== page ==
One further consideration: in this case, the recovery Partition called SQSERVICE, when created on the new HDD unit, does not really need to be made larger than it is. It only has to hold what it has already on the 40 GB unit. So ideally your clone on the new drive will be only marginally larger (to allow for a bit more slack space in it) than it already is on the 40 GB original drive.

So, you connect both drives to your laptop and use the Acronis True Image WD Edition package to re-do the cloning operation. Ideally it ought to be installed on your old C: drive and run from there. First step is to identify the Source and Destination Drives, and make sure that's right - the DESTINATION drive's contents will be destroyed! Next you find the place where you can Delete ALL of the Partitions on the DESTINATION drive. Then you get into setting up the cloning operation.

If at all possible, read the software manual ahead of time for this, so you know where to start looking for alternative menus. It will show you the Partition structure it finds on the SOURCE Disk and how it proposes to create the new disk's structure by default. NOTE: right here is where you should note down the sizes of the three Partitions on the old 40 GB HDD, because you will need that info to make the adjustment I propose. You need to find the way to another menu that allows you to manually specify the Partition details on the DESTINATION unit. The small recovery Partition only needs to be a little larger than the original. The second Partition, which WILL be your BOOT Partition and hence must be bootable, should have its size set as you wish - much larger than 64 GB. (See my note below on how to combine after.) (See also my last note on a small OS-only Partition some people prefer.) The third Partition can be a size you set also, whether it matches the C: Partition or not. Ideally you want to have the full 250 GB used in total. Once this is all set up you can have it do the cloning. When you're done you should have a Partition structure as you specified, and the new HDD ought to be able to fully function as your boot drive (via the C: "drive" Partition) without the old 40 GB unit in the machine.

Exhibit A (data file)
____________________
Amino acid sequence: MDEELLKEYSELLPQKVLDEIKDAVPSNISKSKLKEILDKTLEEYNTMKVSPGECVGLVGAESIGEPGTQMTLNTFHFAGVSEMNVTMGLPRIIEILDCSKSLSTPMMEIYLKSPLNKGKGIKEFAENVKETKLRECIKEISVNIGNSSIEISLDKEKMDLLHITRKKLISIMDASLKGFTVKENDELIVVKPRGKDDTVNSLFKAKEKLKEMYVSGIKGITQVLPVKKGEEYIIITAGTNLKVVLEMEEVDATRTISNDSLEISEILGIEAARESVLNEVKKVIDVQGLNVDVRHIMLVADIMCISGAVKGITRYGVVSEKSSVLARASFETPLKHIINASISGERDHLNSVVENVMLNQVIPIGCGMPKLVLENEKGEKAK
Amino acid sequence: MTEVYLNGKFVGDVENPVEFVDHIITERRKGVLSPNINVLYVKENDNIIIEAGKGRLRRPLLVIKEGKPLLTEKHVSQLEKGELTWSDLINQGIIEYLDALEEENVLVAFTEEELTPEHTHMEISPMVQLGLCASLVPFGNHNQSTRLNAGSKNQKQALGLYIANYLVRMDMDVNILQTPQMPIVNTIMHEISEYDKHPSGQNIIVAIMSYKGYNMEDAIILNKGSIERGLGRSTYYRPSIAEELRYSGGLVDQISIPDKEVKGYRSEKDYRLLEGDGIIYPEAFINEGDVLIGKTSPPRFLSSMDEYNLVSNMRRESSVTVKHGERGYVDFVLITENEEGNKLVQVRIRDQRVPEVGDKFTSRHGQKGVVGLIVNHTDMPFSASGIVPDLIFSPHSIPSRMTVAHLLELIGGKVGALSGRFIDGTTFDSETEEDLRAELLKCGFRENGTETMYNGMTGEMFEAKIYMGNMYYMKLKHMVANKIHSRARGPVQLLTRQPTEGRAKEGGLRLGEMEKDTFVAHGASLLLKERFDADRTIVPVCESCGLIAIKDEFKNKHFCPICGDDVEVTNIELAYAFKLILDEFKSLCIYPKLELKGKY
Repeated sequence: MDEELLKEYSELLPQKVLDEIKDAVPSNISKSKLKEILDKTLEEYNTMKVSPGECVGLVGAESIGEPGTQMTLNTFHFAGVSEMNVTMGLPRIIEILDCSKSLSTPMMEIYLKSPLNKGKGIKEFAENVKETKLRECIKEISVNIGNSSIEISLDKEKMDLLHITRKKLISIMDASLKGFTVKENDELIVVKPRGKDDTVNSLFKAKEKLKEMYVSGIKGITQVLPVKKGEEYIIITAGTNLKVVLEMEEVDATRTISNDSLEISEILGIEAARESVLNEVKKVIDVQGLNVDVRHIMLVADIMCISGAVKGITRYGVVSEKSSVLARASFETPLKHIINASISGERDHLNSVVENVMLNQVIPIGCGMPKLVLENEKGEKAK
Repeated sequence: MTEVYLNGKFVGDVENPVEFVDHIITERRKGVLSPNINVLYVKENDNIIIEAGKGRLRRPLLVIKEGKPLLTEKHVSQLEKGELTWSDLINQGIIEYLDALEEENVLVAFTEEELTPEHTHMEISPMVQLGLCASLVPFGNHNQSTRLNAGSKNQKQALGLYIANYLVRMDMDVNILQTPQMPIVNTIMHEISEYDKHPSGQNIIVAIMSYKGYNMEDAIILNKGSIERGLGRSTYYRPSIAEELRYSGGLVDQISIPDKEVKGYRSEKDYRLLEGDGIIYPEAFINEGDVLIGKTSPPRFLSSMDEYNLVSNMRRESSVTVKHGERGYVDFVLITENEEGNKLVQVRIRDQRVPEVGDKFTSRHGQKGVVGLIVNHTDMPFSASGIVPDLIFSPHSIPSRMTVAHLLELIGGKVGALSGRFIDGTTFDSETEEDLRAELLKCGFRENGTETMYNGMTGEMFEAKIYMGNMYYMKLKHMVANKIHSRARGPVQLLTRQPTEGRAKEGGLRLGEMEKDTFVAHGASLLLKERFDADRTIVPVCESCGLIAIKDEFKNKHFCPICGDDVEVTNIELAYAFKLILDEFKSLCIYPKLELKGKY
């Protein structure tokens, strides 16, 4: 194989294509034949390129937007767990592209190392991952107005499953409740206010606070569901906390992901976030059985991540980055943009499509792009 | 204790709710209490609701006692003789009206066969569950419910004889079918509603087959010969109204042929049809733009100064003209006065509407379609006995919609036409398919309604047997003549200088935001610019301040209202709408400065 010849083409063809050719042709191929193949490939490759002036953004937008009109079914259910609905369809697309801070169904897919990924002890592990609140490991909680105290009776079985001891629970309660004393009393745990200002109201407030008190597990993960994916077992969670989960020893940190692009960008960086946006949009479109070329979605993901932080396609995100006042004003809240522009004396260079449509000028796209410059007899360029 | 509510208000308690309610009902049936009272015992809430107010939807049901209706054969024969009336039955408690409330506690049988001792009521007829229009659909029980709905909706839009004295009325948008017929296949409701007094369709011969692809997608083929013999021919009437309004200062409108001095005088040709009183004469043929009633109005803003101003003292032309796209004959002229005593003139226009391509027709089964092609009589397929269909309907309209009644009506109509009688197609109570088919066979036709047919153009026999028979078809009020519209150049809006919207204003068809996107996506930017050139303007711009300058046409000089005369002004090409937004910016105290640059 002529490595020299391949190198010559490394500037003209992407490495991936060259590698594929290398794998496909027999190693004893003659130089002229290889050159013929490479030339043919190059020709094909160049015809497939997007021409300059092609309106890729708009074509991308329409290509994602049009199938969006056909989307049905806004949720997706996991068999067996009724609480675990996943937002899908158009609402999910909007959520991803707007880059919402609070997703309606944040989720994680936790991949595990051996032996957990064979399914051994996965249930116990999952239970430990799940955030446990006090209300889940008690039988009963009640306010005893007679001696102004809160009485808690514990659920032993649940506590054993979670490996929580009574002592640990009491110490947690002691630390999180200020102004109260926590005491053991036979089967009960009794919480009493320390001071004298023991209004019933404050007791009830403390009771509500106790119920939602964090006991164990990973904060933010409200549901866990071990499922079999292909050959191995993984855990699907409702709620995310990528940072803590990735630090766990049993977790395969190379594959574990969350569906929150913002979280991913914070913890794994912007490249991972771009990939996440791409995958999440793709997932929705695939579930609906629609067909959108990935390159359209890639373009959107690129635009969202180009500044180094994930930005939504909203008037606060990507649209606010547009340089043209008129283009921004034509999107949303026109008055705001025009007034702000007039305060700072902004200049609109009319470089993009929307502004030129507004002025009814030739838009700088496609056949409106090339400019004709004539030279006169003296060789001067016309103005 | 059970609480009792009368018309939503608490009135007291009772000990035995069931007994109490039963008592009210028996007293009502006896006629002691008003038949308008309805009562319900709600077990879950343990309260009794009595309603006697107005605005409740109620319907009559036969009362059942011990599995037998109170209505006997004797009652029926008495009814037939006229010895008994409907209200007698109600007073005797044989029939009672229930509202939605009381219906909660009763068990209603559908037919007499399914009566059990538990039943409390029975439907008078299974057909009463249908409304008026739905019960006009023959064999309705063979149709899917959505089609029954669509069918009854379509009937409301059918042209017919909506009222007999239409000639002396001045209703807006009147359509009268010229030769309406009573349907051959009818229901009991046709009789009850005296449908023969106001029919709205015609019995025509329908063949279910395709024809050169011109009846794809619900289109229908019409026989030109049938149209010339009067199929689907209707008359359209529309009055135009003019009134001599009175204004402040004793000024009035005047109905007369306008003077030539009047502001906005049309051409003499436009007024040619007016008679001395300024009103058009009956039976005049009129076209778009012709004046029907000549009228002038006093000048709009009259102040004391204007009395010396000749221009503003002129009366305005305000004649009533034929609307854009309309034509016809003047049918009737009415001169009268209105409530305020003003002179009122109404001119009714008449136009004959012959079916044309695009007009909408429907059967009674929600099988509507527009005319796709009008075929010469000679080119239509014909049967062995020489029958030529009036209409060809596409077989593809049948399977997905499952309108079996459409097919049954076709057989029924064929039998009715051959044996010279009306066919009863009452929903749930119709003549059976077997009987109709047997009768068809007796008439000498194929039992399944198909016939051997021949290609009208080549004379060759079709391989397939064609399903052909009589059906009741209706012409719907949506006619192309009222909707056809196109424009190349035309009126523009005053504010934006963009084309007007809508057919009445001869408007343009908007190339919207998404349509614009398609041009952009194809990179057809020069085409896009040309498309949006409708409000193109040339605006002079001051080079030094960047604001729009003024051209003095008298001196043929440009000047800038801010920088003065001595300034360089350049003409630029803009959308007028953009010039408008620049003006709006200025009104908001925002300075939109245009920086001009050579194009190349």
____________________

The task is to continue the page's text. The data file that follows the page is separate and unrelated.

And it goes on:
Now, just suppose that you want to move all your applications and data to one large C: drive, rather than having it on a separate D: drive. I really doubt you can do that in one step during the cloning. However, you could arrange those Partitions so that the D: drive created is only just big enough to hold all the files from the old one on the 40 GB unit, and have the C: Partition created to take up the major portion of the new HDD. AFTER the whole cloning thing is complete and working, you could then COPY all the contents of the D: drive to the C: drive. Then you use Windows Disk Management to Delete that D: Partition from the 250 GB HDD unit, making it just Unallocated Space. However, the next step it tricky. What we'd like to do is add that Unallocated Space to the C: Partition to make it larger. BUT Windows XP will not do that when the boot Partition is involved. You need some third party software to expand the boot Partition - Partition Manager is one, but you have to pay for it.